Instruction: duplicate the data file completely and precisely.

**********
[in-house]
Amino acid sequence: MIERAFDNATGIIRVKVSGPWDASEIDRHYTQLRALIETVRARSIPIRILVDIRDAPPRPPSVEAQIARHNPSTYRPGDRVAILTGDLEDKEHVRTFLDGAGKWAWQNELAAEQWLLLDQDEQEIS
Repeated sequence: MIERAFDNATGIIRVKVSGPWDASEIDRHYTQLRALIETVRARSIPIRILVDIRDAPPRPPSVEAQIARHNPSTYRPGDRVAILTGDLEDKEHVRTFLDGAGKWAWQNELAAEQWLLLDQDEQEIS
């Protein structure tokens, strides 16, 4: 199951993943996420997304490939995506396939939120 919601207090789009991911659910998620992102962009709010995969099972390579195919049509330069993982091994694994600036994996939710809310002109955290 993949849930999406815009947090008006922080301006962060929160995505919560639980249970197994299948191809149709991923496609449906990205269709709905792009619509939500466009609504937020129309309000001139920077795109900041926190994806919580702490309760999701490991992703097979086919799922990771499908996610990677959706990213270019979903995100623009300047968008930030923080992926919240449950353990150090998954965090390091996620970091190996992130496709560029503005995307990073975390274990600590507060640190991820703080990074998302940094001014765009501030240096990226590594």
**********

[in-house]
Amino acid sequence: MIERAFDNATGIIRVKVSGPWDASEIDRHYTQLRALIETVRARSIPIRILVDIRDAPPRPPSVEAQIARHNPSTYRPGDRVAILTGDLEDKEHVRTFLDGAGKWAWQNELAAEQWLLLDQDEQEIS
Repeated sequence: MIERAFDNATGIIRVKVSGPWDASEIDRHYTQLRALIETVRARSIPIRILVDIRDAPPRPPSVEAQIARHNPSTYRPGDRVAILTGDLEDKEHVRTFLDGAGKWAWQNELAAEQWLLLDQDEQEIS
């Protein structure tokens, strides 16, 4: 199951993943996420997304490939995506396939939120 919601207090789009991911659910998620992102962009709010995969099972390579195919049509330069993982091994694994600036994996939710809310002109955290 993949849930999406815009947090008006922080301006962060929160995505919560639980249970197994299948191809149709991923496609449906990205269709709905792009619509939500466009609504937020129309309000001139920077795109900041926190994806919580702490309760999701490991992703097979086919799922990771499908996610990677959706990213270019979903995100623009300047968008930030923080992926919240449950353990150090998954965090390091996620970091190996992130496709560029503005995307990073975390274990600590507060640190991820703080990074998302940094001014765009501030240096990226590594």